By Faith Barbara Namagembe updated at 0848 EAT on 27 November 2021.
It had a large number of mutations, and early evidence suggested an increased reinfection risk, the WHO said.
It was first reported to the WHO from South Africa on 24 November, and has also been identified in Botswana, Belgium, Hong Kong and Israel.
A number of countries around the world have now decided to ban or restrict travel to and from southern Africa.
US officials said flights from South Africa, Botswana, Zimbabwe, Namibia, Lesotho, Eswatini, Mozambique and Malawi would be blocked, mirroring earlier moves taken by the EU.
‘Bad news – but not doomsday’
On Friday, the WHO said the number of cases of this variant, initially named B.1.1.529, appeared to be increasing in almost all of South Africa’s provinces.
“This variant has a large number of mutations, some of which are concerning,” the UN public health body said in a statement.
It said “the first known confirmed B.1.1.529 infection was from a specimen collected on 9 November”.
The WHO said it would take a few weeks to understand the impact of the new variant, as scientists worked to determine how transmissible it was.
A top UK health official warned that vaccines would “almost certainly” be less effective against the new variant.
But Professor James Naismith, a structural biologist from the University of Oxford, added: “It is bad news but it’s not doomsday.”
He said mutations in the variant suggested it may spread more quickly – but transmissibility “is not just as simple as ‘this amino acid does this'” and was determined by how mutations worked together.
Only about 24% of South Africa’s population is fully vaccinated, which could spur a rapid spread of cases there, Dr Mike Tildesley, a member of the Scientific Pandemic Influenza Modelling group (Spi-M), told the BBC on Friday.
Meanwhile, US infectious disease chief Dr Anthony Fauci said that while the reports on the new variant threw up a “red flag”, it was possible that vaccines might still work to prevent serious illness.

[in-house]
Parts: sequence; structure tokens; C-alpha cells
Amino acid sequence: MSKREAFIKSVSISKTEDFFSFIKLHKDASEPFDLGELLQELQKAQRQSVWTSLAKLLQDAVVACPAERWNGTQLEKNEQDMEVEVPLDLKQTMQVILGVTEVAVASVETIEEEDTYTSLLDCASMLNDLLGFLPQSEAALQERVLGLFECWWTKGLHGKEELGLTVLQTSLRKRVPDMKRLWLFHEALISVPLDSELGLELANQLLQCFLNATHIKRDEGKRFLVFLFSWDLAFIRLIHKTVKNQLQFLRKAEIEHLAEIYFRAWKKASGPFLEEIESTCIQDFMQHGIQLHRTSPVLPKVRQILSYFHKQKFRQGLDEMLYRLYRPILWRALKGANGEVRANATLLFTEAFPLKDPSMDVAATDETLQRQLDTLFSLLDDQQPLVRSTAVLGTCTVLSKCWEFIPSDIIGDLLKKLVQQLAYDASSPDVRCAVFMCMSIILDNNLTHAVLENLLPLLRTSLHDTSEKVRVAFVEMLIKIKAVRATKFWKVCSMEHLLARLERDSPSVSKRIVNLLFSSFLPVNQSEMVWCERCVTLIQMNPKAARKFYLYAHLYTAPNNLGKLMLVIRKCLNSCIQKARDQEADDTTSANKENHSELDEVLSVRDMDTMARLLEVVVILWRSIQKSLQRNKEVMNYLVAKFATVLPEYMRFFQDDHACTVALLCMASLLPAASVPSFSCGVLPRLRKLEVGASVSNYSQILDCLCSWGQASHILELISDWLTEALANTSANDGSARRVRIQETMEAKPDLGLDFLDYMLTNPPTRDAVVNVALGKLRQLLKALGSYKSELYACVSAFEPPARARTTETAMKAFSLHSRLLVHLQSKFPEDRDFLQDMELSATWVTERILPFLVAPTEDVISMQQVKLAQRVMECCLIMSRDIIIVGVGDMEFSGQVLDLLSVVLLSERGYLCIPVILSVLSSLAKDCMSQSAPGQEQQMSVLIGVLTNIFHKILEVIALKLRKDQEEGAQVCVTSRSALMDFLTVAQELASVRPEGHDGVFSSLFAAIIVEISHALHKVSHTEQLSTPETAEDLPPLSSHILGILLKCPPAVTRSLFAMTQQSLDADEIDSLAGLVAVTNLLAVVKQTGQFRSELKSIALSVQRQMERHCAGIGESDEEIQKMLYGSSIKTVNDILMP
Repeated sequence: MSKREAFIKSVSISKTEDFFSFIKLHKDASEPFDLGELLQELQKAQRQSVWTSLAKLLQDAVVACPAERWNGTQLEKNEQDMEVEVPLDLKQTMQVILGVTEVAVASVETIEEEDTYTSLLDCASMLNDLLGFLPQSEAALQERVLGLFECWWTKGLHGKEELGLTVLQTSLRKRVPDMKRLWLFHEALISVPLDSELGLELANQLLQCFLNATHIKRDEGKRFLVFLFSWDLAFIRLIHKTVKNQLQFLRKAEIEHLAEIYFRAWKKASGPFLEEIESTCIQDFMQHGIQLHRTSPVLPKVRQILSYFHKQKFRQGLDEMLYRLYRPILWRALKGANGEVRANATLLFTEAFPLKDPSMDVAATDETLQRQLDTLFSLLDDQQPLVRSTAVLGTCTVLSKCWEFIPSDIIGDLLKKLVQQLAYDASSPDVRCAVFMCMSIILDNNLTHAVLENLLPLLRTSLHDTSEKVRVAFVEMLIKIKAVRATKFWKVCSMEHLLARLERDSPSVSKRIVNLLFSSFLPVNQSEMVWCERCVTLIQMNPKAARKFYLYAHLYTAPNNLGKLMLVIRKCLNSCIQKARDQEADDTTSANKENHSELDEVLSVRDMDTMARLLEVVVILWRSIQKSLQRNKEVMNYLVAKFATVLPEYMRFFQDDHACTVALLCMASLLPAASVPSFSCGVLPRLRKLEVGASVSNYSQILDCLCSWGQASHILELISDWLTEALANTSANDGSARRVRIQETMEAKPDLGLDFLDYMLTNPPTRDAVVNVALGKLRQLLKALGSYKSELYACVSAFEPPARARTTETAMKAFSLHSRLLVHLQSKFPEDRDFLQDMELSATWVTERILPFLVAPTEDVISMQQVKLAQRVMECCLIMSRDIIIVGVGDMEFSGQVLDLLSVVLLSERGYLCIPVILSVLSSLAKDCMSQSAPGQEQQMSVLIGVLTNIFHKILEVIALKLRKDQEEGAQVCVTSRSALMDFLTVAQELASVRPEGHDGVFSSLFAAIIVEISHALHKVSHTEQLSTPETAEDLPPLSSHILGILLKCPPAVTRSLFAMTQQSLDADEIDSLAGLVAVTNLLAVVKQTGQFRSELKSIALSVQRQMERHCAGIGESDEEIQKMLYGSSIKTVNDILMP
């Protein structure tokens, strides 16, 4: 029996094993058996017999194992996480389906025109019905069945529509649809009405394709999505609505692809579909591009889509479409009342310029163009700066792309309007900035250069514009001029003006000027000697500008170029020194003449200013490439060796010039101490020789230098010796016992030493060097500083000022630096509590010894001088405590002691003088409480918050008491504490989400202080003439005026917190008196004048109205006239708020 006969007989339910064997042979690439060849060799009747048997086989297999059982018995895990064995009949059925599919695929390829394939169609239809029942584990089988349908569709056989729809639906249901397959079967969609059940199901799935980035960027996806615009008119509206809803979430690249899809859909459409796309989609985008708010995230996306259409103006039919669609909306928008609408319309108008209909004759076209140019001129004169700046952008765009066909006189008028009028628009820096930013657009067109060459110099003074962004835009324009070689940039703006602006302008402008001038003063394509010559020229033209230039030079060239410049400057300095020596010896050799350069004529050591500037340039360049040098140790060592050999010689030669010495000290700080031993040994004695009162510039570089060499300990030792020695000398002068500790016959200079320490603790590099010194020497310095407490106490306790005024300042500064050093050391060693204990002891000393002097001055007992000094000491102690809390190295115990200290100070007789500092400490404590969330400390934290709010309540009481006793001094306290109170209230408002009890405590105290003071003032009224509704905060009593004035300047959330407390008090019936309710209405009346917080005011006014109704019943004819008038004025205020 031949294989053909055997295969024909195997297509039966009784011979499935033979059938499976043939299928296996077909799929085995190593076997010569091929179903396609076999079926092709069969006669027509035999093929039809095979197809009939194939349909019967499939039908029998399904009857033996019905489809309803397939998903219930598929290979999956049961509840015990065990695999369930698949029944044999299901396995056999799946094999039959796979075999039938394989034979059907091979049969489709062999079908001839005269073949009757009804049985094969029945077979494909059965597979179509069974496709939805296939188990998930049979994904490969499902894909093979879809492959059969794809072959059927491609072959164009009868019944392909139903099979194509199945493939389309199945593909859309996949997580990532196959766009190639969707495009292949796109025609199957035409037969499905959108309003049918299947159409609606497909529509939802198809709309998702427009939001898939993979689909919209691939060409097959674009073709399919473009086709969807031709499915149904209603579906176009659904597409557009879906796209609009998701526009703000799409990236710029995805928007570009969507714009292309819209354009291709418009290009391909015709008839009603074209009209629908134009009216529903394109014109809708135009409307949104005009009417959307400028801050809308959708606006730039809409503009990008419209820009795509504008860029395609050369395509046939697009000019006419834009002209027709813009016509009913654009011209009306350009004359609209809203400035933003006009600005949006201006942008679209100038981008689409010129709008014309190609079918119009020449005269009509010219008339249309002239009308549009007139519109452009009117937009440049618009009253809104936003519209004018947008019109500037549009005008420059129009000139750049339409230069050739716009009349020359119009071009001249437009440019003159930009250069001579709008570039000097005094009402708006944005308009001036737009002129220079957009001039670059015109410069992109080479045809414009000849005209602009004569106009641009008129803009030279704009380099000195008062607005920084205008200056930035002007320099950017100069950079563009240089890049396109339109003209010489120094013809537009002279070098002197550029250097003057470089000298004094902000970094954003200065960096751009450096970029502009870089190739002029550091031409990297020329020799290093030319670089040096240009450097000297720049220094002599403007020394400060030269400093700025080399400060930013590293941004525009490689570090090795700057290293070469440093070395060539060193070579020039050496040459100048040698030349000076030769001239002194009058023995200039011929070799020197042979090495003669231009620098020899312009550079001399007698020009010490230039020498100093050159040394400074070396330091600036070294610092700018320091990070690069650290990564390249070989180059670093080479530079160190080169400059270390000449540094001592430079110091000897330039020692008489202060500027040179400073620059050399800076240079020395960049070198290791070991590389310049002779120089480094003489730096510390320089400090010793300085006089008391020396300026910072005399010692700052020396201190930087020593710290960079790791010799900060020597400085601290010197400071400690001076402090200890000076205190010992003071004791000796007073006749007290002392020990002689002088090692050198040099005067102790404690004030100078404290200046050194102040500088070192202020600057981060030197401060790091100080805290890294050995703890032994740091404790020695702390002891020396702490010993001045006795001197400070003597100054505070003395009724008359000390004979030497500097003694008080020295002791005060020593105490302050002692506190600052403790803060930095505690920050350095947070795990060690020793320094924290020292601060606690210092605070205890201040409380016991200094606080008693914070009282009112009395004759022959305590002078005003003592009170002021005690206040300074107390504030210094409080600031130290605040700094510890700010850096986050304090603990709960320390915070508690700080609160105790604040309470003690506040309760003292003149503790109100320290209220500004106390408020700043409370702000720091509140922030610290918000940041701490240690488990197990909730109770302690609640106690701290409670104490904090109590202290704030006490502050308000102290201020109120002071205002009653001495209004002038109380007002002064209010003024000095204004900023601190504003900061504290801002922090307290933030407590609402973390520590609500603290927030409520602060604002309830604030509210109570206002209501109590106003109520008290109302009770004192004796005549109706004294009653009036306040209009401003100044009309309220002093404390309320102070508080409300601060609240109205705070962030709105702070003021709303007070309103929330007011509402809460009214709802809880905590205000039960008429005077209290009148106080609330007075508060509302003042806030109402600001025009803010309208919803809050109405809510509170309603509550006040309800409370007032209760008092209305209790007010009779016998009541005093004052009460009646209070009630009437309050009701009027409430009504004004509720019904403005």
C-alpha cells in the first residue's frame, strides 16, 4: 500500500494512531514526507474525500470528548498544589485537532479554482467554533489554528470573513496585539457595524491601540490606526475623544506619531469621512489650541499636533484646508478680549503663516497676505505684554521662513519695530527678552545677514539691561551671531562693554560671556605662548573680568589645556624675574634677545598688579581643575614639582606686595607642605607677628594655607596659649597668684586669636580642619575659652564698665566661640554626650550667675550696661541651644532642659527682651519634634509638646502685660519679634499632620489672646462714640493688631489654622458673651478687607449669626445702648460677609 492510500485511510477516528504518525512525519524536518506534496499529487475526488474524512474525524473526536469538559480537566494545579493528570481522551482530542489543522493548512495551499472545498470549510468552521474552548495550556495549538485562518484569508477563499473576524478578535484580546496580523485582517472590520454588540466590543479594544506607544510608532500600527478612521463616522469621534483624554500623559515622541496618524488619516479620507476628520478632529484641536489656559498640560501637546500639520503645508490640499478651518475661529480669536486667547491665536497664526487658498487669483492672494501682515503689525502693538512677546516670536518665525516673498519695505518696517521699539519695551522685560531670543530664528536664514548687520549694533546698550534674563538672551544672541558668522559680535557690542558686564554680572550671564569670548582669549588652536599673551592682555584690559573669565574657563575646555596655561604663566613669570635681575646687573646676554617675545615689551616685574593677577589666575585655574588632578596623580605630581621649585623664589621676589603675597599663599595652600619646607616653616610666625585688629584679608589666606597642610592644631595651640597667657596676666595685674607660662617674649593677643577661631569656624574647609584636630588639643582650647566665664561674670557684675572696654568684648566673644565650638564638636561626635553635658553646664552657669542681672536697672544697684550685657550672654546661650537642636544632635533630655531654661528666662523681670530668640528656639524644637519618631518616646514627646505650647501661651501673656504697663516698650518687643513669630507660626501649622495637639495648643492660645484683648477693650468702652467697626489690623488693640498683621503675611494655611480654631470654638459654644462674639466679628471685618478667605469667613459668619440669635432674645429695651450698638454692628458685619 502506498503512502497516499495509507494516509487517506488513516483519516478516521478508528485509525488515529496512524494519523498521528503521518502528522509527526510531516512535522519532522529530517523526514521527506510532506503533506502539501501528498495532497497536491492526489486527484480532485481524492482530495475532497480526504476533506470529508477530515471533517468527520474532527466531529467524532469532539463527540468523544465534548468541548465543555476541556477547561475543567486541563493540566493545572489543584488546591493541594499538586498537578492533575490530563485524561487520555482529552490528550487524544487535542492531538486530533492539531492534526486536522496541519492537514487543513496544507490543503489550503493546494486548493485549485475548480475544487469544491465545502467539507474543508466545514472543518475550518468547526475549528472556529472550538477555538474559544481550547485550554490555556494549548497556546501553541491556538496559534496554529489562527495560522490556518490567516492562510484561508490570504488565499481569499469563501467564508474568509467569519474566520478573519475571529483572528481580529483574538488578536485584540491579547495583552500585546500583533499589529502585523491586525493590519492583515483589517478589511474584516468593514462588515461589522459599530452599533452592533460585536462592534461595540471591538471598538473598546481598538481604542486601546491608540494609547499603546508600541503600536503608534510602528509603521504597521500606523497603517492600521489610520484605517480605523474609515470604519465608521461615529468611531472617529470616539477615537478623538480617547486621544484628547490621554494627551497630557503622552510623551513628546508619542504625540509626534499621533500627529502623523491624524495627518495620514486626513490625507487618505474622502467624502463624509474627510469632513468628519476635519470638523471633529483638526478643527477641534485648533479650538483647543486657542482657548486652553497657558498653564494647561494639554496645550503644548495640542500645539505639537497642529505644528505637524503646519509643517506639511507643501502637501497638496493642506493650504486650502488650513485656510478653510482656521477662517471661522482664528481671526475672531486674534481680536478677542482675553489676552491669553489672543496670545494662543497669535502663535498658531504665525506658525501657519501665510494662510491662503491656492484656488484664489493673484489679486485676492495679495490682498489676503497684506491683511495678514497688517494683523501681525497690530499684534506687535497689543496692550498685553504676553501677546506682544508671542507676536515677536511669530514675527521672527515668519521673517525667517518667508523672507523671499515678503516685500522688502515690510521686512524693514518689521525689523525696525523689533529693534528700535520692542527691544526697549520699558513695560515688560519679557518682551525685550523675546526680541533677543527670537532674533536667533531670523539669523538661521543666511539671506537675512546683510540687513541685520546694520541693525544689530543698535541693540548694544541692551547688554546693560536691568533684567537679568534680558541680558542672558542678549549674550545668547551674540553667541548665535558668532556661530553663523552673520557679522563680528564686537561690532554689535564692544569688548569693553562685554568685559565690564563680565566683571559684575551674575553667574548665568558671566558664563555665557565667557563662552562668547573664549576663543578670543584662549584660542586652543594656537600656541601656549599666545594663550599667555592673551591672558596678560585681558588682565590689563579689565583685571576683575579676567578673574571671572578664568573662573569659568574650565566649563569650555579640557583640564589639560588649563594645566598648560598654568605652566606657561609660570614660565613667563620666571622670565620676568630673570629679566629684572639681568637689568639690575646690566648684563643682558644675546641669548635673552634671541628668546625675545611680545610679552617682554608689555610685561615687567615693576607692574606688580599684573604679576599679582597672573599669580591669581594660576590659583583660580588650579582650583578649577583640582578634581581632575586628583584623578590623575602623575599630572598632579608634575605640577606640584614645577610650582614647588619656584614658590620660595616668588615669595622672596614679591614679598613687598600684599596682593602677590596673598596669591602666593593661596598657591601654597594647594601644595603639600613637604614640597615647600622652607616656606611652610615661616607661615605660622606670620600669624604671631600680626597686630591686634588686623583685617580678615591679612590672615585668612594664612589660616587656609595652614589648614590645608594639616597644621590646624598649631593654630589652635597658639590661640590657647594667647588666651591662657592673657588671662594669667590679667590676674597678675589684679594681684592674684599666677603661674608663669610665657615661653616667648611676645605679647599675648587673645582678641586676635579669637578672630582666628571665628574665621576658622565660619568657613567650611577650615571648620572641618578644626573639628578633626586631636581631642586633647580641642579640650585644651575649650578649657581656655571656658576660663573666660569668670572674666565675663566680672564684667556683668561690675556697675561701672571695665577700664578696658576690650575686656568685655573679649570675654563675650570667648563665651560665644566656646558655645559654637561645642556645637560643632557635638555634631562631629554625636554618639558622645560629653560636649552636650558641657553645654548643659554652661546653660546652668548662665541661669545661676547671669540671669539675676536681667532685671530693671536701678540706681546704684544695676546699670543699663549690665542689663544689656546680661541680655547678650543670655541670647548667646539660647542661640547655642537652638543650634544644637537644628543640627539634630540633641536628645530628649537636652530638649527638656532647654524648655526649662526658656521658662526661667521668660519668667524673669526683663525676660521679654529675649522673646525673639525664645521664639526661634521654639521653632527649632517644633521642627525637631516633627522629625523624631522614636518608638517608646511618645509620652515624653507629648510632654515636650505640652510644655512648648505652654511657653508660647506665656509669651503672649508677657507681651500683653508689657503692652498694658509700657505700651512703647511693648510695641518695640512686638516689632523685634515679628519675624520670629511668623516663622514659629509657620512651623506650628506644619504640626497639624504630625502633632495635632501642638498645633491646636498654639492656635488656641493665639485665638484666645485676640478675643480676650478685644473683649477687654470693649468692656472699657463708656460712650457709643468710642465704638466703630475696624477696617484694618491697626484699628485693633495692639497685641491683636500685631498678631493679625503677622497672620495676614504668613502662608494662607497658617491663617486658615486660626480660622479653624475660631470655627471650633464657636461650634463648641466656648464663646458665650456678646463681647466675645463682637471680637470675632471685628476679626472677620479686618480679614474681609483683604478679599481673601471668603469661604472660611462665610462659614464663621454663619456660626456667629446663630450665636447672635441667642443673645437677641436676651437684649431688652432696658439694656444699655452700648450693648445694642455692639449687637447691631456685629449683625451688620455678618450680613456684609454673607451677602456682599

“Until it’s properly tested… we don’t know whether or not it evades the antibodies that protect you against the virus”, Dr Fauci told CNN.
The WHO has warned against countries hastily imposing travel restrictions, saying they should look to a “risk-based and scientific approach”.
However, in addition to the UK, and the US and the EU, a host of other countries have also announced restrictions:
- Japan has announced that from Saturday, travellers from much of southern Africa will need to quarantine for 10 days and take a total of four tests during that time
- India has ordered more rigorous screening and testing for travellers arriving from South Africa, Botswana and Hong Kong
- Iran will ban travellers from six southern African countries, including South Africa. Iranians arriving from the region will be admitted after testing negative twice, state TV says
- Brazil also said it was restricting travel to the region from Six countries in Africa
- Australia announced on Saturday that flights from nine southern African nations would be suspended for 14 days
South Africa’s Health Minister Joe Phaahla told reporters that the flight bans were “unjustified”.
“The reaction of some of the countries, in terms of imposing travel bans, and such measures, are completely against the norms and standards as guided by the World Health Organization,” he said.
Echoing his words, Angelique Coetzee, chairperson of the South African Medical Association, told the BBC that the travel restrictions on her country were premature.
“For now, it is a storm in a tea cup,” she said.
Only about 24% of South Africa’s population is fully vaccinated, which could spur a rapid spread of cases there, Dr Mike Tildesley, a member of the Scientific Pandemic Influenza Modelling group (Spi-M), said on Friday.
Stock markets across the world also fell on Friday, reflecting the fears of investors over the potential economic impact.
The FTSE 100 index of leading UK shares closed 3.7% down, while main markets in Germany, France and the US also sank.
A “variant of concern” is the World Health Organization’s top category of worrying Covid variants.
The decision adds weight to the mounting scientific worry about the potential of this new variant, but it doesn’t change any of the facts.
The variant has an astounding collection of mutations which are thought to increase its ability to spread and bypass some, but not all, of the protection from vaccines.
However, we still don’t have the clear real-world data.
We don’t know for sure that it spreads faster, makes vaccines or drugs less effective or whether it leads to more severe disease.
The WHO have also given it a name and ended days of speculation that we would end up in the slightly ridiculous position of calling the new variant the “Nu variant”.
There have even been arguments about the correct pronunciation of the Greek letter Nu (it’s technically a “Nee”).
Instead, you can guarantee we’ll be talking a lot about Omicron in the weeks to come.